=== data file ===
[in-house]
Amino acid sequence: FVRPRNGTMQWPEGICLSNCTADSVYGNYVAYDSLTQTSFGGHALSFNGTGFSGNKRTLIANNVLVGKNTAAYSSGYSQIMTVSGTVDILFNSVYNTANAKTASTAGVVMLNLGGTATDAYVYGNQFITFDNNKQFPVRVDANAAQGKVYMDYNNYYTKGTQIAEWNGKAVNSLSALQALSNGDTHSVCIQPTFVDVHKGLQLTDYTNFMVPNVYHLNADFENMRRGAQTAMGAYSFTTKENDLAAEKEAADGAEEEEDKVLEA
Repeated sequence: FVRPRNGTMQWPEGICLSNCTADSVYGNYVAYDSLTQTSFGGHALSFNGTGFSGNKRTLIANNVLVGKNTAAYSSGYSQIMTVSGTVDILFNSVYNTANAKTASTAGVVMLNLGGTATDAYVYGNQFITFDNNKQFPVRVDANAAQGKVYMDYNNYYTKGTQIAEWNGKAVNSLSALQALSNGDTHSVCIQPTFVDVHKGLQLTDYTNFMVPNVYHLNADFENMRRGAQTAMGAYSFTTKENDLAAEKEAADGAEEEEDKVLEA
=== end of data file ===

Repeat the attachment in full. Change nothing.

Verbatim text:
[in-house]
Amino acid sequence: FVRPRNGTMQWPEGICLSNCTADSVYGNYVAYDSLTQTSFGGHALSFNGTGFSGNKRTLIANNVLVGKNTAAYSSGYSQIMTVSGTVDILFNSVYNTANAKTASTAGVVMLNLGGTATDAYVYGNQFITFDNNKQFPVRVDANAAQGKVYMDYNNYYTKGTQIAEWNGKAVNSLSALQALSNGDTHSVCIQPTFVDVHKGLQLTDYTNFMVPNVYHLNADFENMRRGAQTAMGAYSFTTKENDLAAEKEAADGAEEEEDKVLEA
Repeated sequence: FVRPRNGTMQWPEGICLSNCTADSVYGNYVAYDSLTQTSFGGHALSFNGTGFSGNKRTLIANNVLVGKNTAAYSSGYSQIMTVSGTVDILFNSVYNTANAKTASTAGVVMLNLGGTATDAYVYGNQFITFDNNKQFPVRVDANAAQGKVYMDYNNYYTKGTQIAEWNGKAVNSLSALQALSNGDTHSVCIQPTFVDVHKGLQLTDYTNFMVPNVYHLNADFENMRRGAQTAMGAYSFTTKENDLAAEKEAADGAEEEEDKVLEA